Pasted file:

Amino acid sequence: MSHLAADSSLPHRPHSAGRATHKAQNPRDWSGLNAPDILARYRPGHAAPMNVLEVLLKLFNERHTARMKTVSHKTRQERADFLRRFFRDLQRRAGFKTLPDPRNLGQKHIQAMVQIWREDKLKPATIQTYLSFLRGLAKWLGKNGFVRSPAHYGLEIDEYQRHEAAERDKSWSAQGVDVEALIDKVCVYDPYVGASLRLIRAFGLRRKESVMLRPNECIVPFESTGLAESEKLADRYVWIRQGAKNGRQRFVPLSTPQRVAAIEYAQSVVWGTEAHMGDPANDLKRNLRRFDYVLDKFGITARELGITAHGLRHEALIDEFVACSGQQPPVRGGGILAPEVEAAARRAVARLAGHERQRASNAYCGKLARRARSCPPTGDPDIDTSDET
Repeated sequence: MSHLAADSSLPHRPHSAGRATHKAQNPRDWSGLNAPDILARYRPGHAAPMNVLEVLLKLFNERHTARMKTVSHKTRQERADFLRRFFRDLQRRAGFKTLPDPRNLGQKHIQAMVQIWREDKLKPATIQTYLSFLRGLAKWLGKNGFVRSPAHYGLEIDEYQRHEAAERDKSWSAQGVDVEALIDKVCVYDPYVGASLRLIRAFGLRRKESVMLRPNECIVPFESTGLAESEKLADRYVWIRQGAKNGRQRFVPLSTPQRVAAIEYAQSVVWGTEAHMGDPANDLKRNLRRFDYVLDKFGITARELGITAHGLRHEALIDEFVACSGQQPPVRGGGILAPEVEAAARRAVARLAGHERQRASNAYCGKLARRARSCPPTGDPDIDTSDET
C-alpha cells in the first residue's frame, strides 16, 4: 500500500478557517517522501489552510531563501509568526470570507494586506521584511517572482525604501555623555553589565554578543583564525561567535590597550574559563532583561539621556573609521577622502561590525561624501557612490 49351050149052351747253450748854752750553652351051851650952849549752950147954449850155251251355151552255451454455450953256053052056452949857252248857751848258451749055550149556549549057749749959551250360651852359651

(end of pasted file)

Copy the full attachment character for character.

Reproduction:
Amino acid sequence: MSHLAADSSLPHRPHSAGRATHKAQNPRDWSGLNAPDILARYRPGHAAPMNVLEVLLKLFNERHTARMKTVSHKTRQERADFLRRFFRDLQRRAGFKTLPDPRNLGQKHIQAMVQIWREDKLKPATIQTYLSFLRGLAKWLGKNGFVRSPAHYGLEIDEYQRHEAAERDKSWSAQGVDVEALIDKVCVYDPYVGASLRLIRAFGLRRKESVMLRPNECIVPFESTGLAESEKLADRYVWIRQGAKNGRQRFVPLSTPQRVAAIEYAQSVVWGTEAHMGDPANDLKRNLRRFDYVLDKFGITARELGITAHGLRHEALIDEFVACSGQQPPVRGGGILAPEVEAAARRAVARLAGHERQRASNAYCGKLARRARSCPPTGDPDIDTSDET
Repeated sequence: MSHLAADSSLPHRPHSAGRATHKAQNPRDWSGLNAPDILARYRPGHAAPMNVLEVLLKLFNERHTARMKTVSHKTRQERADFLRRFFRDLQRRAGFKTLPDPRNLGQKHIQAMVQIWREDKLKPATIQTYLSFLRGLAKWLGKNGFVRSPAHYGLEIDEYQRHEAAERDKSWSAQGVDVEALIDKVCVYDPYVGASLRLIRAFGLRRKESVMLRPNECIVPFESTGLAESEKLADRYVWIRQGAKNGRQRFVPLSTPQRVAAIEYAQSVVWGTEAHMGDPANDLKRNLRRFDYVLDKFGITARELGITAHGLRHEALIDEFVACSGQQPPVRGGGILAPEVEAAARRAVARLAGHERQRASNAYCGKLARRARSCPPTGDPDIDTSDET
C-alpha cells in the first residue's frame, strides 16, 4: 500500500478557517517522501489552510531563501509568526470570507494586506521584511517572482525604501555623555553589565554578543583564525561567535590597550574559563532583561539621556573609521577622502561590525561624501557612490 49351050149052351747253450748854752750553652351051851650952849549752950147954449850155251251355151552255451454455450953256053052056452949857252248857751848258451749055550149556549549057749749959551250360651852359651